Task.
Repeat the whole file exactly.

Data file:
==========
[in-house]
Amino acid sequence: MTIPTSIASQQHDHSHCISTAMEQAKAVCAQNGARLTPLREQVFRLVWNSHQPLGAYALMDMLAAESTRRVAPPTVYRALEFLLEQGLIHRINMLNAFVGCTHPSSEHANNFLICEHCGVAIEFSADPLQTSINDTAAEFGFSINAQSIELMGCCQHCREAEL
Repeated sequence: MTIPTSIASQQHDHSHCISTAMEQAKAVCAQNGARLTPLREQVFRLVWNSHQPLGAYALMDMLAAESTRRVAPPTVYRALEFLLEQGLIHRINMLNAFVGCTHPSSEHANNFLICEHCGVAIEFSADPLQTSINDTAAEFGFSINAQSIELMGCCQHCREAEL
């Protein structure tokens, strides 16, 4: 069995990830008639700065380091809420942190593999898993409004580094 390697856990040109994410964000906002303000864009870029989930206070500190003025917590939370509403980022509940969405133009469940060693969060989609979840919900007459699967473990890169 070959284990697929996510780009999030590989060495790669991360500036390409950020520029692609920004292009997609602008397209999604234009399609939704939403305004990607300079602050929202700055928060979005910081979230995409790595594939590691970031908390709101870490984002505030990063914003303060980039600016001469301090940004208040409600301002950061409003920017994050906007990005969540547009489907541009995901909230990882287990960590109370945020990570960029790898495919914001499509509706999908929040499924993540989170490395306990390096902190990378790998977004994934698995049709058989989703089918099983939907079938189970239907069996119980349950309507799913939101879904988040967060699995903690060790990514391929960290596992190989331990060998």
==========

[in-house]
Amino acid sequence: MTIPTSIASQQHDHSHCISTAMEQAKAVCAQNGARLTPLREQVFRLVWNSHQPLGAYALMDMLAAESTRRVAPPTVYRALEFLLEQGLIHRINMLNAFVGCTHPSSEHANNFLICEHCGVAIEFSADPLQTSINDTAAEFGFSINAQSIELMGCCQHCREAEL
Repeated sequence: MTIPTSIASQQHDHSHCISTAMEQAKAVCAQNGARLTPLREQVFRLVWNSHQPLGAYALMDMLAAESTRRVAPPTVYRALEFLLEQGLIHRINMLNAFVGCTHPSSEHANNFLICEHCGVAIEFSADPLQTSINDTAAEFGFSINAQSIELMGCCQHCREAEL
């Protein structure tokens, strides 16, 4: 069995990830008639700065380091809420942190593999898993409004580094 390697856990040109994410964000906002303000864009870029989930206070500190003025917590939370509403980022509940969405133009469940060693969060989609979840919900007459699967473990890169 070959284990697929996510780009999030590989060495790669991360500036390409950020520029692609920004292009997609602008397209999604234009399609939704939403305004990607300079602050929202700055928060979005910081979230995409790595594939590691970031908390709101870490984002505030990063914003303060980039600016001469301090940004208040409600301002950061409003920017994050906007990005969540547009489907541009995901909230990882287990960590109370945020990570960029790898495919914001499509509706999908929040499924993540989170490395306990390096902190990378790998977004994934698995049709058989989703089918099983939907079938189970239907069996119980349950309507799913939101879904988040967060699995903690060790990514391929960290596992190989331990060998």